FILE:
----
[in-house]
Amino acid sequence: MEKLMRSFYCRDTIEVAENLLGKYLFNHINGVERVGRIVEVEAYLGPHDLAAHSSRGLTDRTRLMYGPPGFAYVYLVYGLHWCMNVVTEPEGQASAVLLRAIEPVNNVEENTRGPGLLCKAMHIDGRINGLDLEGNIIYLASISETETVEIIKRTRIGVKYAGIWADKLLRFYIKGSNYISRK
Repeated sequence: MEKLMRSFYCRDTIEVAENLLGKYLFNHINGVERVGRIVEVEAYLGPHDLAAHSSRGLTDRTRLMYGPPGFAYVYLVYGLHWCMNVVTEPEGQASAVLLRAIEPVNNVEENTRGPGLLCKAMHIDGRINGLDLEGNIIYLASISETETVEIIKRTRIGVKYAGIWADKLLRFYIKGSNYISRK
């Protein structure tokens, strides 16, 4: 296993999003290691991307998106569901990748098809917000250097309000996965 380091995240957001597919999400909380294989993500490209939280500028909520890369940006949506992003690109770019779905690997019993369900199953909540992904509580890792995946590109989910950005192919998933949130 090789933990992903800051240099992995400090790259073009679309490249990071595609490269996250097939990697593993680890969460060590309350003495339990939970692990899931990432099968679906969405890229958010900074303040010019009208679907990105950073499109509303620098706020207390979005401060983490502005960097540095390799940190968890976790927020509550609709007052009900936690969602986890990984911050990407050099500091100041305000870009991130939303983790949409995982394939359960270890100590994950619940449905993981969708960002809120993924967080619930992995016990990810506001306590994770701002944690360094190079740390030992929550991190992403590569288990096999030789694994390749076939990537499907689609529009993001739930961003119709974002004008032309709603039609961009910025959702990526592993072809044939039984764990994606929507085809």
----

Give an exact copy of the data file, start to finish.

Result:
[in-house]
Amino acid sequence: MEKLMRSFYCRDTIEVAENLLGKYLFNHINGVERVGRIVEVEAYLGPHDLAAHSSRGLTDRTRLMYGPPGFAYVYLVYGLHWCMNVVTEPEGQASAVLLRAIEPVNNVEENTRGPGLLCKAMHIDGRINGLDLEGNIIYLASISETETVEIIKRTRIGVKYAGIWADKLLRFYIKGSNYISRK
Repeated sequence: MEKLMRSFYCRDTIEVAENLLGKYLFNHINGVERVGRIVEVEAYLGPHDLAAHSSRGLTDRTRLMYGPPGFAYVYLVYGLHWCMNVVTEPEGQASAVLLRAIEPVNNVEENTRGPGLLCKAMHIDGRINGLDLEGNIIYLASISETETVEIIKRTRIGVKYAGIWADKLLRFYIKGSNYISRK
């Protein structure tokens, strides 16, 4: 296993999003290691991307998106569901990748098809917000250097309000996965 380091995240957001597919999400909380294989993500490209939280500028909520890369940006949506992003690109770019779905690997019993369900199953909540992904509580890792995946590109989910950005192919998933949130 090789933990992903800051240099992995400090790259073009679309490249990071595609490269996250097939990697593993680890969460060590309350003495339990939970692990899931990432099968679906969405890229958010900074303040010019009208679907990105950073499109509303620098706020207390979005401060983490502005960097540095390799940190968890976790927020509550609709007052009900936690969602986890990984911050990407050099500091100041305000870009991130939303983790949409995982394939359960270890100590994950619940449905993981969708960002809120993924967080619930992995016990990810506001306590994770701002944690360094190079740390030992929550991190992403590569288990096999030789694994390749076939990537499907689609529009993001739930961003119709974002004008032309709603039609961009910025959702990526592993072809044939039984764990994606929507085809």